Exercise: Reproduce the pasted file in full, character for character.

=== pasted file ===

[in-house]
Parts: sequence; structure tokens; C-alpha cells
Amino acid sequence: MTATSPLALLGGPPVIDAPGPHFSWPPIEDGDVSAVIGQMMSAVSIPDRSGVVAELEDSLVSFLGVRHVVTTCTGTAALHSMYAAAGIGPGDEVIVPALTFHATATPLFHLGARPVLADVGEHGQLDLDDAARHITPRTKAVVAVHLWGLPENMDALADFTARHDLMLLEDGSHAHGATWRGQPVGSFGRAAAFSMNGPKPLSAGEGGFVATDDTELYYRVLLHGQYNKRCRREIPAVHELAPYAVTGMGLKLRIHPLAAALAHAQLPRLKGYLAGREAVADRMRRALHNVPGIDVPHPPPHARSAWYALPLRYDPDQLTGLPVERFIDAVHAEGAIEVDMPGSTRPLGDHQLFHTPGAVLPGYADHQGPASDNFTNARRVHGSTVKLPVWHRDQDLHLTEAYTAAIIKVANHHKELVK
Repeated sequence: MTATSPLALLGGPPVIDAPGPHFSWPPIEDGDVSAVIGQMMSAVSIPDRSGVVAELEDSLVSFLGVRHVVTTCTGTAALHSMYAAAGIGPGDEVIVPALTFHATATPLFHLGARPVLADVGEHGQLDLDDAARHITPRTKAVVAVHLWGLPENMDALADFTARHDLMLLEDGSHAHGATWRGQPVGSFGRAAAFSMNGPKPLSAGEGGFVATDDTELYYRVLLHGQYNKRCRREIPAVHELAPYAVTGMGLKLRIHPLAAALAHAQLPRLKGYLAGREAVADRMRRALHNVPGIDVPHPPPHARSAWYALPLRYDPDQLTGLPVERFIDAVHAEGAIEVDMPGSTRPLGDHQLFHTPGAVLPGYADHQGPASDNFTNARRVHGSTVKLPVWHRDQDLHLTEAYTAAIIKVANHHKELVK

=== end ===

[in-house]
Parts: sequence; structure tokens; C-alpha cells
Amino acid sequence: MTATSPLALLGGPPVIDAPGPHFSWPPIEDGDVSAVIGQMMSAVSIPDRSGVVAELEDSLVSFLGVRHVVTTCTGTAALHSMYAAAGIGPGDEVIVPALTFHATATPLFHLGARPVLADVGEHGQLDLDDAARHITPRTKAVVAVHLWGLPENMDALADFTARHDLMLLEDGSHAHGATWRGQPVGSFGRAAAFSMNGPKPLSAGEGGFVATDDTELYYRVLLHGQYNKRCRREIPAVHELAPYAVTGMGLKLRIHPLAAALAHAQLPRLKGYLAGREAVADRMRRALHNVPGIDVPHPPPHARSAWYALPLRYDPDQLTGLPVERFIDAVHAEGAIEVDMPGSTRPLGDHQLFHTPGAVLPGYADHQGPASDNFTNARRVHGSTVKLPVWHRDQDLHLTEAYTAAIIKVANHHKELVK
Repeated sequence: MTATSPLALLGGPPVIDAPGPHFSWPPIEDGDVSAVIGQMMSAVSIPDRSGVVAELEDSLVSFLGVRHVVTTCTGTAALHSMYAAAGIGPGDEVIVPALTFHATATPLFHLGARPVLADVGEHGQLDLDDAARHITPRTKAVVAVHLWGLPENMDALADFTARHDLMLLEDGSHAHGATWRGQPVGSFGRAAAFSMNGPKPLSAGEGGFVATDDTELYYRVLLHGQYNKRCRREIPAVHELAPYAVTGMGLKLRIHPLAAALAHAQLPRLKGYLAGREAVADRMRRALHNVPGIDVPHPPPHARSAWYALPLRYDPDQLTGLPVERFIDAVHAEGAIEVDMPGSTRPLGDHQLFHTPGAVLPGYADHQGPASDNFTNARRVHGSTVKLPVWHRDQDLHLTEAYTAAIIKVANHHKELVK